I put up a post yesterday related to Sridevi’s death about how there is a recent association in Indian popular culture between “skinny” and “healthy” and also “beautiful”. And then the comments section just went wild with people talking. Mostly people from the west, where the weight issue has been the dominant issue in appearance for years. But I started to feel odd talking about this on an Indian film blog without acknowledging the fact that in India it is in fact skin tone that is the dominant issue.
I am not Indian, or even part of another skin variant ethnicity, so I truly have no right to talk about this issue. The only time I remember ever having a conversation with my mother, or any other woman, about skin tone was related to whether or not we would burn and needed to put on more sunscreen (I always burn. This is the curse of light skin). It’s an issue that is literally invisible to me, unless someone points it out I would be unaware of a public figure having lighter or darker skin. Not that I am a naturally superior person, just that it was not beaten into me as an important thing to notice, because in our family/community most everyone was simply “white” with no shadings.
But from the few classes I took on body image and minimal research, I know that skin tone is a big big issue for essentially every culture in which skin variance is common, African American to Indian to Hispanic to Nigerian to everywhere.
In India, as I understand it, there are a few unique features:
- North versus South: The farther north you go, the more generally pale the people are. The preference for lighter skin over darker skin could also be a form of Northern aggression.
(This is also why Pushtan/Afgani heritage actors with the last name “Khan” dominate the Hindi industry. Because they are so pale. And also why it is a bit unpleasant that Shahrukh is the face for “fair and handsome” because his fairness is genetic)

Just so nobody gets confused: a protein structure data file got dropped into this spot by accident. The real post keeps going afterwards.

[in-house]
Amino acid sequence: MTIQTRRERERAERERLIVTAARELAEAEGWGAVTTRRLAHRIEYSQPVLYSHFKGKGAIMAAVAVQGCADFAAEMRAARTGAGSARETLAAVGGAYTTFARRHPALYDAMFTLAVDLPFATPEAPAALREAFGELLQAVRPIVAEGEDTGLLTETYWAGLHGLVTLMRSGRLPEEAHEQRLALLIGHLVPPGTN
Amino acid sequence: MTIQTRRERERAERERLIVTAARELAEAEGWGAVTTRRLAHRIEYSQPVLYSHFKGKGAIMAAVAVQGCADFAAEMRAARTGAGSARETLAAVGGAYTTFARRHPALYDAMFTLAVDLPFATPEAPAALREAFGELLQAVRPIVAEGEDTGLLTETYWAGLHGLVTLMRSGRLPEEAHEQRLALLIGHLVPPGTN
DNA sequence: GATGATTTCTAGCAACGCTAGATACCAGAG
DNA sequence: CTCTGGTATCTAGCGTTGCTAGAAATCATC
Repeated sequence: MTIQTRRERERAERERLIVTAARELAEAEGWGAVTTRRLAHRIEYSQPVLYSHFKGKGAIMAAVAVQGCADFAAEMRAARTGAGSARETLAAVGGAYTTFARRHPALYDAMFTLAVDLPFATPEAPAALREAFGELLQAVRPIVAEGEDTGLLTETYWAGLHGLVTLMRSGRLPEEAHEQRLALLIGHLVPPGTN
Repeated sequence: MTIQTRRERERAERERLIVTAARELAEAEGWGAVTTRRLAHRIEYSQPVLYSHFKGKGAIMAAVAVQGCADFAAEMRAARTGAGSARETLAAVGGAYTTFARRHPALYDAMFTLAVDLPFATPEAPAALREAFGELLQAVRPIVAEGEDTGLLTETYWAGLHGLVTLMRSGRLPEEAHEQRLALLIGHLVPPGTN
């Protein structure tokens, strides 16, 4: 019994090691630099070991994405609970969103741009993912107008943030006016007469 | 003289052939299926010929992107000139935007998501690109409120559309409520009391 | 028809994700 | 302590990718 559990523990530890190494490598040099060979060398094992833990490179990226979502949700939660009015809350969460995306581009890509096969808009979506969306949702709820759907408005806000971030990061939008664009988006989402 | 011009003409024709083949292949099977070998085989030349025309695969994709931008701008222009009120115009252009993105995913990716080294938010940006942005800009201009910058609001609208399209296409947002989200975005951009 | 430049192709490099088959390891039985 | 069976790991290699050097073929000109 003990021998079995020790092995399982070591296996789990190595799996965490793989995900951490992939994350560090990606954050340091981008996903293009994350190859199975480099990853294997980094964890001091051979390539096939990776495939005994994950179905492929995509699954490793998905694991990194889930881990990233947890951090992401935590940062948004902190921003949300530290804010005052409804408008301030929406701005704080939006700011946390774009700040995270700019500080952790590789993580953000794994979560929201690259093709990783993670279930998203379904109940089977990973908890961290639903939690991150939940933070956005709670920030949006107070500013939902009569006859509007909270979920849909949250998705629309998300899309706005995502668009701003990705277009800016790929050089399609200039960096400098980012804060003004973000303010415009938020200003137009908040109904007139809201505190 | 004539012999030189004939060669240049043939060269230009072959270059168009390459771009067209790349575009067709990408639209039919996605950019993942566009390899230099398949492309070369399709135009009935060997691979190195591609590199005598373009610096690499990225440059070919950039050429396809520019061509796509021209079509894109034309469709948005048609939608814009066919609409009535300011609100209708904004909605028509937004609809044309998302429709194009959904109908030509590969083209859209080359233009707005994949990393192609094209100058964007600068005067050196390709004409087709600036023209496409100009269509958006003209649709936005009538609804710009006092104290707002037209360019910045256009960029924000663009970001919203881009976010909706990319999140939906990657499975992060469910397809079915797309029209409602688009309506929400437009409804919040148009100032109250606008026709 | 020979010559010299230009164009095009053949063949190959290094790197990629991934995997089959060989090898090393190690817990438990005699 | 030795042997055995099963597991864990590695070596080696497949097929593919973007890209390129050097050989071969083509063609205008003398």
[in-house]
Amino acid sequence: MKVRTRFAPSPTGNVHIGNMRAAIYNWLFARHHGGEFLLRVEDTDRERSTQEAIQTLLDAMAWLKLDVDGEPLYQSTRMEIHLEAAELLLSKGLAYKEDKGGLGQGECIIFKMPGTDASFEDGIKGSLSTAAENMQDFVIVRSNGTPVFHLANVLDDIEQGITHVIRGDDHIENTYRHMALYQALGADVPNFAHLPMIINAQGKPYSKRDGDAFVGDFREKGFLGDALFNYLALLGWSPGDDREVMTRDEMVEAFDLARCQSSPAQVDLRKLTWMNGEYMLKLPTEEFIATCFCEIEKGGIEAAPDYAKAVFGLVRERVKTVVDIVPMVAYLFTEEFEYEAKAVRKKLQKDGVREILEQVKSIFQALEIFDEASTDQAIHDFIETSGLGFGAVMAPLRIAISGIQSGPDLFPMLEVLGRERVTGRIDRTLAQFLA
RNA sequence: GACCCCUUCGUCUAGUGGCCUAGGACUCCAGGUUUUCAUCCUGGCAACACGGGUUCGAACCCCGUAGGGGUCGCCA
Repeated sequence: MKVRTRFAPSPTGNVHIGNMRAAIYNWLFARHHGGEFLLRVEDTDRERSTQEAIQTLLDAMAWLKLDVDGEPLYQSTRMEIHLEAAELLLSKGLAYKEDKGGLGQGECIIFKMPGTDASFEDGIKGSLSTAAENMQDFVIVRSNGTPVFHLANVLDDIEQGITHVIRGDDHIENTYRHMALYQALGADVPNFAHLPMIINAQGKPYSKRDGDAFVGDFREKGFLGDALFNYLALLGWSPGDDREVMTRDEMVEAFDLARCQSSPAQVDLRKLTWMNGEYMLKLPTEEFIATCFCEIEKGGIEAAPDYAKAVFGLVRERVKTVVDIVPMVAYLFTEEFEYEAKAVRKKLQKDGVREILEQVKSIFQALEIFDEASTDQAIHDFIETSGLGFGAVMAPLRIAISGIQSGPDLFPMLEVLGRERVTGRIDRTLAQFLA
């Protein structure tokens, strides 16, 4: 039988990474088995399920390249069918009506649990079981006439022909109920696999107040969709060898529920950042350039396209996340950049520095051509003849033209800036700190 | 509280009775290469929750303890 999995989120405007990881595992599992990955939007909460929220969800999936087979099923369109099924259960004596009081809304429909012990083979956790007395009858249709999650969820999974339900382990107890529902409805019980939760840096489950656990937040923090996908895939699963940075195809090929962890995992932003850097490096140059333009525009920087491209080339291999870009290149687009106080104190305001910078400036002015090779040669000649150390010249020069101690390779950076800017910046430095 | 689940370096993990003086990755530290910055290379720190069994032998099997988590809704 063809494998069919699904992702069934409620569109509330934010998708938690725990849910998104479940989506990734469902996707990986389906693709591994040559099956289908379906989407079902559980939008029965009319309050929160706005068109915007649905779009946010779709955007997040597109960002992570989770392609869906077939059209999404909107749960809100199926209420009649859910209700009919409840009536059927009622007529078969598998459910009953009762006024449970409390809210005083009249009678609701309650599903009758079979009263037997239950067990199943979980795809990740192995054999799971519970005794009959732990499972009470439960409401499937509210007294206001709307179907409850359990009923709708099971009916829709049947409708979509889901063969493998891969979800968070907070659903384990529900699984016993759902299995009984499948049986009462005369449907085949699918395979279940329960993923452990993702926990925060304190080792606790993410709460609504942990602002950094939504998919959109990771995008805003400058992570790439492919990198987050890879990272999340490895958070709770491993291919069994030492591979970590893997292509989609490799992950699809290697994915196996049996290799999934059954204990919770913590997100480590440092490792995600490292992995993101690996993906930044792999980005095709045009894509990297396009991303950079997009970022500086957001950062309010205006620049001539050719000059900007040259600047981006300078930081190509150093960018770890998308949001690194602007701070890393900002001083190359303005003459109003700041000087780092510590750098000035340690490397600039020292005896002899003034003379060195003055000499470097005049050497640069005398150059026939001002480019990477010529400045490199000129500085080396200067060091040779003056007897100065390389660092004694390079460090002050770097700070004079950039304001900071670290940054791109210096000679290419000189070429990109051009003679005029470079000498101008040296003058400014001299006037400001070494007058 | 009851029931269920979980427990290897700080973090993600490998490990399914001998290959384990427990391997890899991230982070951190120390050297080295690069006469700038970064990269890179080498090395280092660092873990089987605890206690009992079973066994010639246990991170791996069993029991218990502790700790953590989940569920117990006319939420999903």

2. The British: Yes yes, they were there too, and they were mostly white.
(There is a sexualization of the British “memsaab” image that plays into this somewhere)
3. Class: the working class are I think assumed to be darker than the more educated wealthier class.
(Rajinikanth is proudly dark, and often plays working class heroes)
4. Caste: This is a big one. The lower castes are recognized (supposedly) partly by their dark skin.
(In Bajrangi Bhaijaan, Salman’s family does not want to risk caste contamination by bringing an unknown little girl into their home, but Salman argues that she must be Brahmin because of her pale skin)
5. Adivasi: The indigenous people of South Asia. Before the Dravidians in the south and the Aryans in the north. They have reserved land in the forest areas set aside for them in various places through out the subcontinent where they live through hunting and gathering. They tend to have “kinky” hair and darker skin.
(Big deal for this actress to be considered the epitome of beauty in Premam with her wild hair and darker skin)
6. African immigrants: there is a regular ancient trade route between the east coast of Africa and the west coast of India. In recent years (I think) there has begun to be more discussion of these immigrants “taking” our jobs. And they are beginning to be more and more visible in popular culture, while still not being that visible.
(For instance, the African dancers and musicians in the background through out this film)
7. Racism imported from overseas: The least important element, and most recent. There will often be sexy/not sexy maids of African heritage somewhere in the background of a film if it is set overseas. Not sure why that is, but it is disturbing. However, it’s also the element with the least effect on Indian culture back home.
Okay, that’s all I’ve got. And I know there is SO MUCH more to this topic and things I (and others like me who read this blog) should know. Go wild! Discuss and educate!